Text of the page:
Kitchen Intuition: A purge (and a giveaway)

Authored By aliceodea

I’m going to take a step back from cooking this week and instead look at the place where the cookery happens. I haven’t taken the week off, but the food I’ve been thinking about most during the cold and gloomy recent days are warm, cozy dishes I’ve written about before, like chili and soup (egg drop, tomato, chicken or what have you).

At the end of last year, I hopped on the mindfulness wave that’s been sweeping across the Western world (ChloĆ© Morrison has written a lot about it here on This year, I got a membership at the Center for Mindful Living, and started checking out meditation and yoga classes, and looking into the workshops they offer. They had one option to start out the year based on the Marie Kondo book “The Life-Changing Magic of Tidying Up” (which has recently been followed by “Spark Joy”). The workshop was led by local life coach Stacey Castor, and it was a fun, engaging and very helpful experience (other book workshops may follow, if you’re interested).

I’ve been living in my current home for more than nine years now, and while no one in my family is at a level that would make it onto a reality television show, we do have a history of accumulating stuff (when I was growing up, everyone in my extended family had attics and knew how to use them). After close to a decade in this house, stuff was piling up, and clearly I was overdue for a purge. The house didn’t look bad on the surface, but if you peeked into the closets and cupboards, you’d find a lot of extraneous clutter.

The workshop took place in two parts. In our first meeting, we gathered to discuss the book, help each other come up with action plans and discuss strategies for letting go of things-especially sentimental objects and family artifacts. Then, a week or two later, we had a follow-up session to compare notes. I’m only just getting started on my house, but in the time between sessions, I managed to get rid of most of what I had in my closet and-I kid you not-in my freezer. I excavated some frighteningly vintage food, and now that it’s gone, there’s so much space in there! I can reach in and find what I’m looking for, and there are no avalanches caused by tumbling bags of frozen beans. Everything fits.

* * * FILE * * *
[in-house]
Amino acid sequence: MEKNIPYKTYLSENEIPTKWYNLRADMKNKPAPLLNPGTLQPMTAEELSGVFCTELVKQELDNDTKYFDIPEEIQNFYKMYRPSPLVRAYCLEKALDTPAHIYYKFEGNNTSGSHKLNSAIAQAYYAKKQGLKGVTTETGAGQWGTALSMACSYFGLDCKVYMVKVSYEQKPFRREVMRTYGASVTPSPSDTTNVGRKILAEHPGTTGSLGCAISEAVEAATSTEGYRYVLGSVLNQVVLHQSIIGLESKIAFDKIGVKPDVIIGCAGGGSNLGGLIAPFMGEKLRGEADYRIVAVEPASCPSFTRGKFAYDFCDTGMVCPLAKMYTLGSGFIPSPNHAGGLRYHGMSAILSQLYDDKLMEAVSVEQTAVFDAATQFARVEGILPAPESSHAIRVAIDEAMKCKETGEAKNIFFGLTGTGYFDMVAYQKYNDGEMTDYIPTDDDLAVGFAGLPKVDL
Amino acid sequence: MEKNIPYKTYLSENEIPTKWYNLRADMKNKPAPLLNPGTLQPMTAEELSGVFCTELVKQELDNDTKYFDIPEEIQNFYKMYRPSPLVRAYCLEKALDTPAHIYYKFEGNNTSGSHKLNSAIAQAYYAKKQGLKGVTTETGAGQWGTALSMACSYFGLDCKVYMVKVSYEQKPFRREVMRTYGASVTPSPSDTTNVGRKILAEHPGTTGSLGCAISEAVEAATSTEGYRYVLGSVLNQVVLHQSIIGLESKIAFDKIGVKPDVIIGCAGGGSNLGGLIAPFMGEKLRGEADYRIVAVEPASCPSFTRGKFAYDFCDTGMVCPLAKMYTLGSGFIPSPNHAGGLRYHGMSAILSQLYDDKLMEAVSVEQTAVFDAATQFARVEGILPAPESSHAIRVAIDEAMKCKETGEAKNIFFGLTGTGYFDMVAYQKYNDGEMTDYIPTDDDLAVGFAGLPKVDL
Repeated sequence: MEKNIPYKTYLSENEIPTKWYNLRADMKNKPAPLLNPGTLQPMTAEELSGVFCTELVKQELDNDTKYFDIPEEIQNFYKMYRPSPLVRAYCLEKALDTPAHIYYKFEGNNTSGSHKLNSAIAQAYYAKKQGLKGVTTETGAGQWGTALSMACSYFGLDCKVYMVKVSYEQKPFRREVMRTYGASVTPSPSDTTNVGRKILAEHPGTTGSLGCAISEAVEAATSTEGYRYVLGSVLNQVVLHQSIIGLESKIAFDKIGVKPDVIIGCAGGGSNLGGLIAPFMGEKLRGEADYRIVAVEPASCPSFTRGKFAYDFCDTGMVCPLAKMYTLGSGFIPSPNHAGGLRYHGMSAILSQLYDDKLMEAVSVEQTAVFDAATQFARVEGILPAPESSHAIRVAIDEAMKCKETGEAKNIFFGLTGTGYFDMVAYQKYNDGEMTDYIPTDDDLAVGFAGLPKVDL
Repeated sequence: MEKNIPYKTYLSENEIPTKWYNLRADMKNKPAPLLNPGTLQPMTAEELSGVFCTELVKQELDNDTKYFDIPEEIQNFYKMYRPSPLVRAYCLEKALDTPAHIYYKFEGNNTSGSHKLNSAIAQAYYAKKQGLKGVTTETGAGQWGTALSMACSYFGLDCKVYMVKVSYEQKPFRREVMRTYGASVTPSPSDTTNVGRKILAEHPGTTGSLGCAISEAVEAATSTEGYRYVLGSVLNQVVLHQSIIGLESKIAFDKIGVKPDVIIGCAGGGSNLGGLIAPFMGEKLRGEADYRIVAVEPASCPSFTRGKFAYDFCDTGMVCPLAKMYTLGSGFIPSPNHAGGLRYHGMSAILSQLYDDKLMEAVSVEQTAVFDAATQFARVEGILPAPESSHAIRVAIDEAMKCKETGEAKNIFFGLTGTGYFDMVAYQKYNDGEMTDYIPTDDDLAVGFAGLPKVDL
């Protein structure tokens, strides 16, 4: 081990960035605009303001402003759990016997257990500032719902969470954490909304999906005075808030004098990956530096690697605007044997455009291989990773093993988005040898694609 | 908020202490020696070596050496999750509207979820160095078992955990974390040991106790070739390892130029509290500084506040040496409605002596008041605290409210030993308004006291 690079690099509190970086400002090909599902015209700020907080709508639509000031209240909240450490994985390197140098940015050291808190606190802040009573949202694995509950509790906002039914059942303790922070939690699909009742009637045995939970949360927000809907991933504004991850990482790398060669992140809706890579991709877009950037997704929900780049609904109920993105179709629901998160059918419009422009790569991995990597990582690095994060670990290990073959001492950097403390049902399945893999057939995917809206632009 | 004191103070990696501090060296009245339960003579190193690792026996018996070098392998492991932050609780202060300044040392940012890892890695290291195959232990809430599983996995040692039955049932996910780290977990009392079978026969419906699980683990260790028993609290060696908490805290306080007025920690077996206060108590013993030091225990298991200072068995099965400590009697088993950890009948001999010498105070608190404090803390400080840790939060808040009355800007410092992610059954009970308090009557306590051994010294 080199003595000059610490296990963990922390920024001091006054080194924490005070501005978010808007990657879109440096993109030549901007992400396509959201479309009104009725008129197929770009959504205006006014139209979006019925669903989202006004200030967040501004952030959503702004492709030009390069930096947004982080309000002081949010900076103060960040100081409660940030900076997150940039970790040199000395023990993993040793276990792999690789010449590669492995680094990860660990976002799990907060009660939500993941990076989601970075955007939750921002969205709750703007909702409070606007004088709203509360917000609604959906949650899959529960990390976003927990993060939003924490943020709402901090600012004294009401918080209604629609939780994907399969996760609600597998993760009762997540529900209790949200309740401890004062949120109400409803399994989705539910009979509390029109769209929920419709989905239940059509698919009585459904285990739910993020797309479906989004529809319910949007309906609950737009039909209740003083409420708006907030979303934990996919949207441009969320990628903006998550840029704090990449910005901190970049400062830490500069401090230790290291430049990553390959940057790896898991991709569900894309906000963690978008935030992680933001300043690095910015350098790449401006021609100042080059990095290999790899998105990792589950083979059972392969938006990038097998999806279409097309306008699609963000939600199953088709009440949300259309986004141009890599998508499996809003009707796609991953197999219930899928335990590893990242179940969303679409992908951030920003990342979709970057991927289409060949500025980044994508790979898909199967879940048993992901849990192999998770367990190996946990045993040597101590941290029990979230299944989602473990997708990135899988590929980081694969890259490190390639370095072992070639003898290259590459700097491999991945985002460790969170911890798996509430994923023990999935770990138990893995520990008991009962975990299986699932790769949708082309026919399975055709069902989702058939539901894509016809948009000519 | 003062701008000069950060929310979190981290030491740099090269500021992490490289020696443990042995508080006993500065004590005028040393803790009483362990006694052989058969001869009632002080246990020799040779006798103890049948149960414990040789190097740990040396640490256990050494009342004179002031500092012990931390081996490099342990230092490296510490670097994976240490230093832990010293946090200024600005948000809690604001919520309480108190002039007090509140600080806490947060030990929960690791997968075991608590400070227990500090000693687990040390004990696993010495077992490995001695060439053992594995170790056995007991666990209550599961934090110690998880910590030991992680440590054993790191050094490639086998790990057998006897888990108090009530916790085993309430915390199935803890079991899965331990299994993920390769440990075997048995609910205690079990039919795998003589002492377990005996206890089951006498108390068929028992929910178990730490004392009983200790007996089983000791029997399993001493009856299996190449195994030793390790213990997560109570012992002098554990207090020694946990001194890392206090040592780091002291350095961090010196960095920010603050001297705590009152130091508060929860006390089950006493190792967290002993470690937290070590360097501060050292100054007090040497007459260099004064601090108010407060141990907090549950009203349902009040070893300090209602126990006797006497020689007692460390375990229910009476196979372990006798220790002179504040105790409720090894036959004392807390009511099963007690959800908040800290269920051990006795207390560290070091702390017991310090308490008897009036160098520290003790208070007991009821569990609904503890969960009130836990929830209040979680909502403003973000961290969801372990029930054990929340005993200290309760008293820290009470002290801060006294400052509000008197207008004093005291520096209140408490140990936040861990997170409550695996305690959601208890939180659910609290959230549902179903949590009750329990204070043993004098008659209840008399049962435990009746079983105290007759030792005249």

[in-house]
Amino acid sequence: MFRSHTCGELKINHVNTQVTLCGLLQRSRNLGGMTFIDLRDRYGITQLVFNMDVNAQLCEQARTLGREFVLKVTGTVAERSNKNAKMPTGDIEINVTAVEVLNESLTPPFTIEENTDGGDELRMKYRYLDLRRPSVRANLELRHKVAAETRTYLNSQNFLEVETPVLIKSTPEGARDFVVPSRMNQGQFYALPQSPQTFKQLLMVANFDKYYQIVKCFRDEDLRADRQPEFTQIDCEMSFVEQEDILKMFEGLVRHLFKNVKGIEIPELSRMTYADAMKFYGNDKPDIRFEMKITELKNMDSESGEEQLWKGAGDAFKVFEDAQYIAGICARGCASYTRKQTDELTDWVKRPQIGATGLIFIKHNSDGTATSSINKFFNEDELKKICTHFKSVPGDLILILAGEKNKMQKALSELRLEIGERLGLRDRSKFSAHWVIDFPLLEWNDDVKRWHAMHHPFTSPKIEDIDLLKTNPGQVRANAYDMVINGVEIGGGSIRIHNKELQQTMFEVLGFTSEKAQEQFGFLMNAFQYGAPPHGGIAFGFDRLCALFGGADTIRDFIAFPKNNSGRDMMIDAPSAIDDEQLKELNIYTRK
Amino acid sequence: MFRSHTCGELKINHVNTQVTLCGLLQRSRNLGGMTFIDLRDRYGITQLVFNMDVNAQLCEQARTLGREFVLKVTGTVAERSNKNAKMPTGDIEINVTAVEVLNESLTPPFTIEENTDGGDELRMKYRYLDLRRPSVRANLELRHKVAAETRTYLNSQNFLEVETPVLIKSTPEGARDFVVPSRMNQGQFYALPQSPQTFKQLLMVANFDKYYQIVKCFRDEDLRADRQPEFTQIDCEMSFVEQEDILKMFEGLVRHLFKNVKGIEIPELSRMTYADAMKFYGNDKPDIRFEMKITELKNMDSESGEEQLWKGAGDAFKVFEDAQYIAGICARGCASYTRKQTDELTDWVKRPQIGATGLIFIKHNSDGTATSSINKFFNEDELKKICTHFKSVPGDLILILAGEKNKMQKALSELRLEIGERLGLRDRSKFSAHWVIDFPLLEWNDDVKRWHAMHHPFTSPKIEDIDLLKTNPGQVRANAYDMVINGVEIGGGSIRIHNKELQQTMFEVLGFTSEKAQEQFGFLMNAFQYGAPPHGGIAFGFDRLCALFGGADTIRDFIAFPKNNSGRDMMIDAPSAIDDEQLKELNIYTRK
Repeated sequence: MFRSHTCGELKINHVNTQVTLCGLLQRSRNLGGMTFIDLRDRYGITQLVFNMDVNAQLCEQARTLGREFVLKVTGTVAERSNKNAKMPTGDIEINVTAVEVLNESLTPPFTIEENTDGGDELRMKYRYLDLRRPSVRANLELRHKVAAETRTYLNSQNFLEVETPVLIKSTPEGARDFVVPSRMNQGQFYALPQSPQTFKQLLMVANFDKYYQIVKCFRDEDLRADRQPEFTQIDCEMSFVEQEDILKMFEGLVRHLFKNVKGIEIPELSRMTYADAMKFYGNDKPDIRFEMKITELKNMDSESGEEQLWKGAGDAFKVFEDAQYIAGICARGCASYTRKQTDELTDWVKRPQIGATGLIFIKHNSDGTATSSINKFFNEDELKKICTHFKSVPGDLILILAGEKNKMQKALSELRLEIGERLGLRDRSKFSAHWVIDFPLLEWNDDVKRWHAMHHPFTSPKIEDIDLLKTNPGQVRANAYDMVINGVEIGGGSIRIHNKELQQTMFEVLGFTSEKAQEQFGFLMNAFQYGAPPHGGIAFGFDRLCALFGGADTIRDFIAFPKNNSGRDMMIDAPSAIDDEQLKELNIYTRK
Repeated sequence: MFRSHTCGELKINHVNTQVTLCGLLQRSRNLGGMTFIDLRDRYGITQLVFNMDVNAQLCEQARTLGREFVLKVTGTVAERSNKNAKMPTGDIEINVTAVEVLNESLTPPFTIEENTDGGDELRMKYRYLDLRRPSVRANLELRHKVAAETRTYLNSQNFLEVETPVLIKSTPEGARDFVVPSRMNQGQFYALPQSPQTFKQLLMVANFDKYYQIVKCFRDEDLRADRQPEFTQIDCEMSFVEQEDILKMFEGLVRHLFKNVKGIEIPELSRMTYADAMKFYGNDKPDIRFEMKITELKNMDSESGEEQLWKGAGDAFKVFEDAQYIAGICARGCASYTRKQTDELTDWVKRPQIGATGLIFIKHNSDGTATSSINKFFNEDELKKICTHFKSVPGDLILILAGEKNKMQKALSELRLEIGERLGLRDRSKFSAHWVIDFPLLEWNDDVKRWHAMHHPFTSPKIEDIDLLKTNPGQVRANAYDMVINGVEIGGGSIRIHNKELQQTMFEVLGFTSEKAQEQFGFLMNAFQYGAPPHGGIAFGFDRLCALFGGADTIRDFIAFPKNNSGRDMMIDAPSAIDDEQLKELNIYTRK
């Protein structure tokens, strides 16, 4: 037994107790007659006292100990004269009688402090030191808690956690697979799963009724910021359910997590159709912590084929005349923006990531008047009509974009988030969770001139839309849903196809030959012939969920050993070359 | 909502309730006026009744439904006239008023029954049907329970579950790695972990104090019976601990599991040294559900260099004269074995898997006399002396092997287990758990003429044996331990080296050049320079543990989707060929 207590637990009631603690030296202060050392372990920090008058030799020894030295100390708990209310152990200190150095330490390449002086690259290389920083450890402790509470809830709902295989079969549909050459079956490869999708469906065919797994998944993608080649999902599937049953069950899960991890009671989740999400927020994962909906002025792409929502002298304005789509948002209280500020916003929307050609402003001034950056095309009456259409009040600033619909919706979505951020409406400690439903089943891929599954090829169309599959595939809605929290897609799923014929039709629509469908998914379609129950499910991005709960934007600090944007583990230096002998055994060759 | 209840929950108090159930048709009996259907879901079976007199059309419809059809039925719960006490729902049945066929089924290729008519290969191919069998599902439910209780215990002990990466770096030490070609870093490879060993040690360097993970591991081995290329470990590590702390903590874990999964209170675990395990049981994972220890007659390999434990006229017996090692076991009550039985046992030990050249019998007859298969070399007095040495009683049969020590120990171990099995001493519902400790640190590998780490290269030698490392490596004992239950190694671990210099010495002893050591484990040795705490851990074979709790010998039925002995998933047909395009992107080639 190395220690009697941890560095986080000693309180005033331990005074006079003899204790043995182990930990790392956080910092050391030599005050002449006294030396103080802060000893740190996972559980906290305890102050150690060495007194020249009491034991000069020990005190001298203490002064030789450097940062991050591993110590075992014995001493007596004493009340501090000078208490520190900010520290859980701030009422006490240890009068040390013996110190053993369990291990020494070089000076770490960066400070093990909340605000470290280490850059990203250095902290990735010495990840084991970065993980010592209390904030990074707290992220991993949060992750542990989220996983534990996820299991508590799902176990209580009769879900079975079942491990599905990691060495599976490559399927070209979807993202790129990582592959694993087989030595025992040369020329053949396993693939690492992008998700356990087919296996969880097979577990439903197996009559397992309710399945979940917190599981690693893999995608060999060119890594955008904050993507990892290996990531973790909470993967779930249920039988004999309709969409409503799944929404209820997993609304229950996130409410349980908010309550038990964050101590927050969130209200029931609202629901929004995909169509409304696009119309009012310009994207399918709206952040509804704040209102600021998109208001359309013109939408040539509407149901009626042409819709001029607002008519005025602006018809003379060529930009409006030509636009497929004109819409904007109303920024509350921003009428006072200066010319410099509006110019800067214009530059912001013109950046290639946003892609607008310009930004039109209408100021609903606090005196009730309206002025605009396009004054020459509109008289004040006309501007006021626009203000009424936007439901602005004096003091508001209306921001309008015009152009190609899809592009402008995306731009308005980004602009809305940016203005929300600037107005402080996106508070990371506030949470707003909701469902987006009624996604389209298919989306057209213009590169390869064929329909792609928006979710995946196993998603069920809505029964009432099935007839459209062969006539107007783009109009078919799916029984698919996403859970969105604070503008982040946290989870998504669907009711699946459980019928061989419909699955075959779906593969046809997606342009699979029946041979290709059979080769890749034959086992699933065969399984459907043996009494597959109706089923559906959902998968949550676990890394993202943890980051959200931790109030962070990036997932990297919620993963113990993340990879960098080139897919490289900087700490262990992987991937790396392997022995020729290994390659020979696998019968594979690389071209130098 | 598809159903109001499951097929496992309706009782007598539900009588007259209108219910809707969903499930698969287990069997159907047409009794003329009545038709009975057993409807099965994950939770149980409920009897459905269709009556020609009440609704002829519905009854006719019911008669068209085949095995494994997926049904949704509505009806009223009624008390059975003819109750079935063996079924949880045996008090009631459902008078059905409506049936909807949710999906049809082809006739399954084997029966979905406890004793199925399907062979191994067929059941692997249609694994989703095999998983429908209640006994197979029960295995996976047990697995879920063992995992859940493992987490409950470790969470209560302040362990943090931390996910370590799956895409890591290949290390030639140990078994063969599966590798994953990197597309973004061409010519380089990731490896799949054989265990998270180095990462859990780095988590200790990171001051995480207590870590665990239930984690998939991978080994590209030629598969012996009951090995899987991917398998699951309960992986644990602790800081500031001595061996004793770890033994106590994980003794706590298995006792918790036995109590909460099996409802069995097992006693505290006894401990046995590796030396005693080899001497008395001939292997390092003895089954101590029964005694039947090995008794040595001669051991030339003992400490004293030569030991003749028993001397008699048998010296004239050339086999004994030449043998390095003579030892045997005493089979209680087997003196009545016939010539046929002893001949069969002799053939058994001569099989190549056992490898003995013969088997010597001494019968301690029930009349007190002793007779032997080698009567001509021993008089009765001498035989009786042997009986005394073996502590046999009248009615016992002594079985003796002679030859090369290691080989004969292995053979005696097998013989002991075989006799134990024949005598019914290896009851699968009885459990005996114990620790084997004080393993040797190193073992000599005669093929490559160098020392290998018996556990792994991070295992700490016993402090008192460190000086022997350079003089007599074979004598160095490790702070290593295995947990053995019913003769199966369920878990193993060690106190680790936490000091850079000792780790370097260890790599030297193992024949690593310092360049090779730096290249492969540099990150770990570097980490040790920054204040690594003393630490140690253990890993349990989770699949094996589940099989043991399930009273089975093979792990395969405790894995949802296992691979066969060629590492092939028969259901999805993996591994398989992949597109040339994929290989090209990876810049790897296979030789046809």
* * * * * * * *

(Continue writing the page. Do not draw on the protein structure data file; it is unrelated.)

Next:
This week, when I turned my eye on the rest of my kitchen, I discovered that I had recent company in my quest to conquer that room. Amanda Sims at Food52 tackled her kitchen in January and wrote about it in a five-part series (read them here: sparking joy, breaking the rules, cookware storage, losing the book and what she learned).

I haven’t yet gotten as far along in the process as Amanda did, and like her, the adventure is taking longer than I thought it would. I still have a way to go before my kitchen will feel done. But I have found a few surprises already. Some shouldn’t have been unexpected, like the fact that I have way more beer glasses then I’ll ever need (I like to attend tastings at Riverside and Imbibe, and often, I leave with glassware and other sorts of swag).

Another revelation is that I somehow ended up with three sets of flatware. Three! Who needs that many eating utensils? I picked one set to keep; another went to my nephew, who legitimately needed them (I think he maybe had a single fork in his kitchen); but the other one is up for grabs in my second giveaway (the first was a cookbook a while back). To be in the running this time, make a comment on this post by the end of the day Monday. It can be regarding your efforts to “kondo” your own kitchen or even about how you desperately want an eight-setting service of faux bamboo flatware. But please be careful-don’t clutter your life with my castoffs unless you really need them! On Tuesday morning, I’ll pick one commenter and get in touch so we can figure out a place for delivery (preferably downtown). Sorry, out-of-towners; I don’t have a sponsor, so this is for locals only.

And in the meantime, I will keep chipping away at what’s left in my kitchen, before then tackling the cookbooks, pantry and refrigerator. Please share if you have any advice (let me know if you’re commenting but aren’t interested in the flatware)!

Alice O’Dea has lived in Chattanooga for over 20 years, but was raised among the mucks and dairy farms in rural western New York. She didn’t really learn to cook until midlife. When she’s not puttering around in the kitchen, she enjoys running, cycling, traveling, photography and trying to get food to grow in the backyard of her Highland Park home. You can email her with questions, suggestions or comments at [email protected]. The opinions expressed in this column belong solely to the author, not or its employees.